© Lovelyday12 | Dreamstime.com Every year brings changes for business owners and managers. In May 2019, a majority of Swiss voters accepted a package of changes to the way companies are taxed known as The Federal Act on Tax Reform and AHV Financing (TRAF). Many of the changes flowing from this begin on 1 January ...
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Every year brings changes for business owners and managers.
In May 2019, a majority of Swiss voters accepted a package of changes to the way companies are taxed known as The Federal Act on Tax Reform and AHV Financing (TRAF). Many of the changes flowing from this begin on 1 January 2020.
1. Social insurance taxes
Swiss social security taxes have several elements. The first three fund old age pensions (AVS/AHV), disability insurance (AI/IV) and maternity leave and military service (APG/EO-MSE). Rates for the second two remain the same (1.45% and 0.45%) in 2020. As a result of the May 2019 referendum the AVS/AHV rate rises from 8.4% to 8.7%. This means these three taxes together now total 10.55% of salary, of which half is deducted from the gross salary amount and the other half paid by the employer.
For those working independently without a company the total of these three deductions rises to 9.95% in 2020 – the rate is lower for income under CHF 56,900. Click here for details.
A fourth deduction of 2.2%, used to fund unemployment benefits, remains the same in 2020. Half of this is deducted from salary and half is paid by the employer. Those working independently without a company don’t pay these.
A fifth element, a deduction to fund payments made to families, rises in the cantons of FR, SO, BS, BL, SH, AI, SG, AG, VS and JU from 1 January 2020. All of this is payed by the employer. A list of 2020 rates for each canton is available here. Those working independently without a company must pay these too. In most cantons the rates are the same as for companies – click here for more detail.
Some cantons have other small salary based taxes and charges. In any case your compensation fund will update the rates and send you a bill.
Compulsory salary based pension deductions, also known as 2nd pillar pensions, do not change in 2020. The salary trigger point requiring pension deductions remains 21,330 francs and the amount deducted from gross salary before calculating the payment remains 24,885 francs.
Pension deductions are applied to a minimum sum of 3,555 francs for annual salaries from 21,330 to 28,440 francs, and a minimum sum of 60,435 francs for salaries above 85,320 francs. For salaries in between 28,440 and 85,320 francs, the figure used is the salary minus 24,885 francs.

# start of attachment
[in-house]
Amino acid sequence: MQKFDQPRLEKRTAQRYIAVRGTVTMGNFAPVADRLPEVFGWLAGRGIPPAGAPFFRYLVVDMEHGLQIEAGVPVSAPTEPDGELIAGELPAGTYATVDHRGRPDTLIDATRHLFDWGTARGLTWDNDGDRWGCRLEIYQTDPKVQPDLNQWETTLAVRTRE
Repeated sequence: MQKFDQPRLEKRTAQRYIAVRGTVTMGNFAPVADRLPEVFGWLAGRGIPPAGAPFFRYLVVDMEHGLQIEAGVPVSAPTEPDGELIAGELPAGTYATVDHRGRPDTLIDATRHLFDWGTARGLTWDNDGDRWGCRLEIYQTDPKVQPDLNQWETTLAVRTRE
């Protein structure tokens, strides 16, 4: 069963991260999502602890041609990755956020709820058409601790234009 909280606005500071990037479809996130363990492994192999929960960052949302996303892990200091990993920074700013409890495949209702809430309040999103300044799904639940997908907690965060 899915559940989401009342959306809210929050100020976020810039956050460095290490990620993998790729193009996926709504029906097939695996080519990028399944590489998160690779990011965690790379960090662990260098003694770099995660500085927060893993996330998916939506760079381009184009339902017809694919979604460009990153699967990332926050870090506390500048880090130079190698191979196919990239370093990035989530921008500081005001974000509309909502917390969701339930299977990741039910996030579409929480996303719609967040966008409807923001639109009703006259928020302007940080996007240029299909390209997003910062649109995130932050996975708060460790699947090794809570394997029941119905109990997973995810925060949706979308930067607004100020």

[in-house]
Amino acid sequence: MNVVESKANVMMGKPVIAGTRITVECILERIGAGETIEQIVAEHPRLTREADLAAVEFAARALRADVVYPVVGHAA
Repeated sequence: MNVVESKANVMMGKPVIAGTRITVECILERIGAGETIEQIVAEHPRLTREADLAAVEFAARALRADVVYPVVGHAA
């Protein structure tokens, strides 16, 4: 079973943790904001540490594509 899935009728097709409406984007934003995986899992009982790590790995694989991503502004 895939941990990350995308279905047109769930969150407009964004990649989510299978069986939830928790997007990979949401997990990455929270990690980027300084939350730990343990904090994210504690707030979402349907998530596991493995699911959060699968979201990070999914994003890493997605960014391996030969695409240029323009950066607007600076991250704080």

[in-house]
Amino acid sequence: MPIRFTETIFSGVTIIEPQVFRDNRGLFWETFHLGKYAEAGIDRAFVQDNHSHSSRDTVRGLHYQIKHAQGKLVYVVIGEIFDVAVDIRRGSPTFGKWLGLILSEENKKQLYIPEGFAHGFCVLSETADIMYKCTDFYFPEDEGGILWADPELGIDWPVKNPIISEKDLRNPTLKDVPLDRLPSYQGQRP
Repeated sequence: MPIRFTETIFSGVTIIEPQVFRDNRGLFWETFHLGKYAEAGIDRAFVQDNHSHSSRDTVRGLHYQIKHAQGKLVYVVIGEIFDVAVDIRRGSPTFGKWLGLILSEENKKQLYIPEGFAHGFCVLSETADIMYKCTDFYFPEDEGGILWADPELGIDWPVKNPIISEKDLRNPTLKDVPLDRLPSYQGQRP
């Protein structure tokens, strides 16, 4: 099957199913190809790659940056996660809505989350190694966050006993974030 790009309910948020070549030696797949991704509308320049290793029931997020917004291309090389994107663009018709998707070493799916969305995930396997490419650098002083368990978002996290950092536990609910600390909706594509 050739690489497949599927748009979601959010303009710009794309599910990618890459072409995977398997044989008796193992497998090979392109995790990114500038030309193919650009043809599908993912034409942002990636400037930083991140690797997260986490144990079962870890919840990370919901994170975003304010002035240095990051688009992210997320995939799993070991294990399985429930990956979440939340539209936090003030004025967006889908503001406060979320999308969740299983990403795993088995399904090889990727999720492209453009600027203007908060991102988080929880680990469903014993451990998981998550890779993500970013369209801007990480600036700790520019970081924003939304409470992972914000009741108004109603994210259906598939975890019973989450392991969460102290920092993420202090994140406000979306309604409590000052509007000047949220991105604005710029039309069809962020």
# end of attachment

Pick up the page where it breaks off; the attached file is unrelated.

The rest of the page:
Pension deduction rates are 7% for employees aged 25 to 34, 10% for those aged 35 to 44, 15% for those aged 45 to 54 and 18% for those aged 55 to 65. Half of this is deducted from gross salary and the other half is paid by the employer.
The VAT rates for 2020 are the same as for 2019. These are the standard rate of 7.7%, 3.8% for the accommodation sector and a reduced rate of 2.5% for household food, books, medicine and some other products.
In Switzerland, taxation varies by canton and municipality. Changes in 2020 depend on the canton and municipality where your business is based.
One big change in 2020 is the introduction of new lower company tax rates in many cantons resulting from the successful TRAF vote in May 2019.
The canton of Vaud lowered its company tax rate at the beginning of 2019 so there is no significant change this year, although commune level tax rates may change. In the municipality of Lausanne the 2020 rate is 13.99%.
Geneva’s new company tax rate comes into force on 1 January 2020. The new rate in the commune (municipality) of Ville de Genève is 13.99%, down from 24.16% in 2019.
New lower rates come into force in Basel-City (13.04%), Basel-Landschaft (13.45%), Zug (11.91%), Nidwalden (11.97%), Uri (12.64%), Glarus (12.42%), Schaffhausen (12.22%), Thurgau (13.40%), St. Gallen (14.50%), Neuchâtel (13.57%), Jura (15.10%), Solothurn (15.06%), Schwyz (14.13%), Appenzell Innerrhoden (12.66%), Graubunden (14.73%), Valais (16.98%), Ticino (15.89%), Fribourg (13.72%) and Zurich (19.7%, possibly reducing further to 18.19% by 2023). Rates remain the same in Bern (21.63%), Luzern (12.32%), Aargau (18.61%), Appenzell Ausserrhoden (13.04%) and Obwalden (12.74%). All of these rates are for the capital city of each canton. Some rates are proposed and not yet definitive.